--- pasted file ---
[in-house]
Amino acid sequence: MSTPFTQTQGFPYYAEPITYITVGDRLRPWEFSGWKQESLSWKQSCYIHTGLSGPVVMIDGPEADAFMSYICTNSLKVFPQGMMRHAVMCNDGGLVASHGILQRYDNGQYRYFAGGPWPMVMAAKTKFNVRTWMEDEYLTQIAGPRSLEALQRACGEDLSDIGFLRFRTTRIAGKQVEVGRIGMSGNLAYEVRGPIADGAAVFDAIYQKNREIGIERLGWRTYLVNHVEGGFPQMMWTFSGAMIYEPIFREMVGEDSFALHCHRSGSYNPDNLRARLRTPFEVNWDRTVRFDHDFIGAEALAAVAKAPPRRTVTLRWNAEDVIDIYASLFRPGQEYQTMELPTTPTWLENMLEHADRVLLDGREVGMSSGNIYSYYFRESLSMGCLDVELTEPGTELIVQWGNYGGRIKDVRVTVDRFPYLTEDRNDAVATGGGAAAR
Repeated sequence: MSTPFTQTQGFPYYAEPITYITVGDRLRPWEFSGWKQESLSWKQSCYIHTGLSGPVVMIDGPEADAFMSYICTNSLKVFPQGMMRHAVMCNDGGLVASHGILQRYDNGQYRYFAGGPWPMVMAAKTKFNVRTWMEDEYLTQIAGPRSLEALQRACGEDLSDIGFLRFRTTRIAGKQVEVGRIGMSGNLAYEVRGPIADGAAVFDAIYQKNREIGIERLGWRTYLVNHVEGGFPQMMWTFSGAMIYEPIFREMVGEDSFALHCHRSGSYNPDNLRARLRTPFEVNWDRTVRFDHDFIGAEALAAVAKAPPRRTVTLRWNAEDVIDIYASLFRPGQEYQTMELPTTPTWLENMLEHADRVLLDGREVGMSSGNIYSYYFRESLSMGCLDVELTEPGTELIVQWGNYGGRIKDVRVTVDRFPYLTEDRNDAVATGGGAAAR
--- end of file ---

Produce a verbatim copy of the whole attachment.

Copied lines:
[in-house]
Amino acid sequence: MSTPFTQTQGFPYYAEPITYITVGDRLRPWEFSGWKQESLSWKQSCYIHTGLSGPVVMIDGPEADAFMSYICTNSLKVFPQGMMRHAVMCNDGGLVASHGILQRYDNGQYRYFAGGPWPMVMAAKTKFNVRTWMEDEYLTQIAGPRSLEALQRACGEDLSDIGFLRFRTTRIAGKQVEVGRIGMSGNLAYEVRGPIADGAAVFDAIYQKNREIGIERLGWRTYLVNHVEGGFPQMMWTFSGAMIYEPIFREMVGEDSFALHCHRSGSYNPDNLRARLRTPFEVNWDRTVRFDHDFIGAEALAAVAKAPPRRTVTLRWNAEDVIDIYASLFRPGQEYQTMELPTTPTWLENMLEHADRVLLDGREVGMSSGNIYSYYFRESLSMGCLDVELTEPGTELIVQWGNYGGRIKDVRVTVDRFPYLTEDRNDAVATGGGAAAR
Repeated sequence: MSTPFTQTQGFPYYAEPITYITVGDRLRPWEFSGWKQESLSWKQSCYIHTGLSGPVVMIDGPEADAFMSYICTNSLKVFPQGMMRHAVMCNDGGLVASHGILQRYDNGQYRYFAGGPWPMVMAAKTKFNVRTWMEDEYLTQIAGPRSLEALQRACGEDLSDIGFLRFRTTRIAGKQVEVGRIGMSGNLAYEVRGPIADGAAVFDAIYQKNREIGIERLGWRTYLVNHVEGGFPQMMWTFSGAMIYEPIFREMVGEDSFALHCHRSGSYNPDNLRARLRTPFEVNWDRTVRFDHDFIGAEALAAVAKAPPRRTVTLRWNAEDVIDIYASLFRPGQEYQTMELPTTPTWLENMLEHADRVLLDGREVGMSSGNIYSYYFRESLSMGCLDVELTEPGTELIVQWGNYGGRIKDVRVTVDRFPYLTEDRNDAVATGGGAAAR